Something Better: Part 2
Without any Muss
Millie saw the man enter the restaurant and felt her heart lurch, and she had all she could do to keep the service tray parallel to the table, so as not to upend the two large bowls of vegetable soup, the two large salads, slathered in bleu cheese dressing, and oh, the four tall iced waters. She’d worked at this job in the tavern so long, she could do that kind of balancing act, with her eyes closed. However, if she did that, she would not have seen Larry.
She did not know him by name, but she remembered him coming in when her son Ricky was just starting little league. She’d thought to herself, maybe he was the type of guy who liked to play baseball, maybe toss a ball back and forth to a ten-year-old kid, whose own dad was too wrapped up in his own world, to notice much of anything. Richard didn’t seem to notice that there was a little boy, not to mention a wife, who deserved more than to be placed on the back burner, while he pursued his lifestyle with his bar-hopping buddies, and hinted of “changes to come.”
The man entering the restaurant was fit in appearance, about 40, and wore his hair fashionably long, over his collar, and had a neatly trimmed mustache. His slacks and polo shirt were casual, and it seemed as though he might have been coming from his gym, because his hair had a sheen to it, as though it were still drying after a shower. He did not wear a ring.
As he settled himself at the same counter where he had eaten that first time, he spread out his Sporting Green over the top of the rest of the Chronicle, and immersed himself in the account of last night’s Giants game. She had noticed him perusing his Sporting Green last time also, and had started pondering the presence of a male in the house, to interact positively with her son. And then, as ridiculous as it sounds, with all of the diners, and all of the dinners, she recalled that he had ordered his turkey sandwich without looking at a menu, and had not ordered beer. But who was keeping track?
Now I remember. He had that lopsided smile, and I liked it. Richard used to smile, but that’s finished. At least, he’s in his own place, pretending to be “getting his act together,” when I know his circus act is no solo performance.
Larry had been on quite a merry-go-round himself, in the past ten weeks, with Sydney, his wife, taking an overseas job with her magazine, explaining to Larry that she could not pass up the opportunity, for the exposure of Paris, and all that accompanied it. Fashion is what accompanied it, a language and a lifestyle that defied interpretation, and Larry was relieved that she had jumped off the sinking ship, that was their marriage. This way he would not have to be the bad guy, only the guy left answering the door, when the divorce papers were presented to him by the server.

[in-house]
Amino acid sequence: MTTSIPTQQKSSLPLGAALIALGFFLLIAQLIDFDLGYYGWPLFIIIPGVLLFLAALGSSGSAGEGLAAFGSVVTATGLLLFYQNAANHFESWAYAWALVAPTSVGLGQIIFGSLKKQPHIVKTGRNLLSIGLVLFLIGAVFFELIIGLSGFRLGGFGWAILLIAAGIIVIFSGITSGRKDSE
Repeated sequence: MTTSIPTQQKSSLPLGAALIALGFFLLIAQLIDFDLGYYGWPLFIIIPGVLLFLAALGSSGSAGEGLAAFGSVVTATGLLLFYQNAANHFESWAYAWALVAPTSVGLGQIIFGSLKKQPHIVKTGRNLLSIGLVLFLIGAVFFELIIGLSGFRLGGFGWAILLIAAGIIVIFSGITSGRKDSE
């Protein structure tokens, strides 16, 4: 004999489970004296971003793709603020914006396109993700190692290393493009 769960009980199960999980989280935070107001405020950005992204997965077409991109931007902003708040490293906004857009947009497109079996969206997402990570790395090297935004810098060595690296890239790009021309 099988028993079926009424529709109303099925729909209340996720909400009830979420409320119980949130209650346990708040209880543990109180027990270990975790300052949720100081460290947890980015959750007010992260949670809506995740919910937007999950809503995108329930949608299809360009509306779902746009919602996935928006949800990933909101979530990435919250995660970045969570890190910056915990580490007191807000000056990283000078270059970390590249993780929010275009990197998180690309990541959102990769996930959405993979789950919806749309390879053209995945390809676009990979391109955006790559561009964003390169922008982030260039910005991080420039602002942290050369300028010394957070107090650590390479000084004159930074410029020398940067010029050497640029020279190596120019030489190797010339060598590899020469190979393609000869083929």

I knew she’d be here, though in all reality, I also know how good waitresses are always in demand, and that they move from job to job, depending on how it all worked out with their life schedules. I’m glad to see she’s still here. I think her name-tag says Millie.
Now as Millie approached, giving him her best of welcoming smiles, she had an inspiration. She dumped the menu she had been carrying at her station, walked up to him, pad of paper in hand, and asked, “Will it be the usual? Turkey sandwich, with everything, and French fries? Was that an iced tea?”
He returned her smile with what he hoped was an extra amount of pleasure in seeing her, and in acknowledging that she was good.
“You remembered! I’m impressed. How do you do that? I guess it comes with the territory. Oh, and that was a Diet Coke, but pretty close.”
“I think it’s because you didn’t look at the menu, and sometimes it takes guys a while to figure out what they like on a menu.
“Well, I know what I like,” he began...
Oh no, I hope he’s not going to lay that old line on me...
“I like turkey sandwiches, and it just seems to be something that all restaurants can handle, without-”
What am I saying here? I can’t stick my foot in my mouth. I have to think before I step on my-
“...any muss. I mean, what’s the fuss with a simple turkey sandwich? Besides, I like it, and I can’t eat beef.
More information than she needs. Next I’ll be telling her that I floss twice a day.
They were both surprised to hear a voice from the rear bellow out, “Millie-for you-it’s your kid.” The tavern had a strict rule about employees yakking on cell phones.
Ricky? What the dickens was up? Was he sick? No way, he was all excited about his upcoming game. He had been working on the rawhide strings of his mitt, retying each of the knots, so that, as he explained it, “The ball can’t escape.”
“Oh, what now? I’ll be right back.” She hurried to the back where the office was, to take the call. She returned less than sixty seconds later, a stricken look on her face, as she explained that Ricky had left his mitt in her car, when she had taken him to the sitter’s, and now he was on his way to the ball park, without his glove.
“Can’t you just take it?” Larry knew she couldn’t; otherwise she would be doing just that.
This is a no-brainer, Dude. This woman is a damsel in distress, and I can help her out of this mess.
“No, it’s too busy now; I put a call in to my brother, if he’s around, but I won’t know, and by then, oh shit,” and she started back.
“Hey, Millie, you’re working too hard at this; keep my sandwich on hold, and I’ll run the mitt to the little guy.”
She whirled around. “Would You? I mean, no, I can’t let you do that. What am I thinking?”
For once, let someone do something for you. This guy is too good to be true. If you would just shut your mouth and let him go...
“You’re thinking of your son. Where is the mitt and where is it going?” He smiled that crooked smile at Millie, and she relented.
Millie kept the turkey sandwich on hold.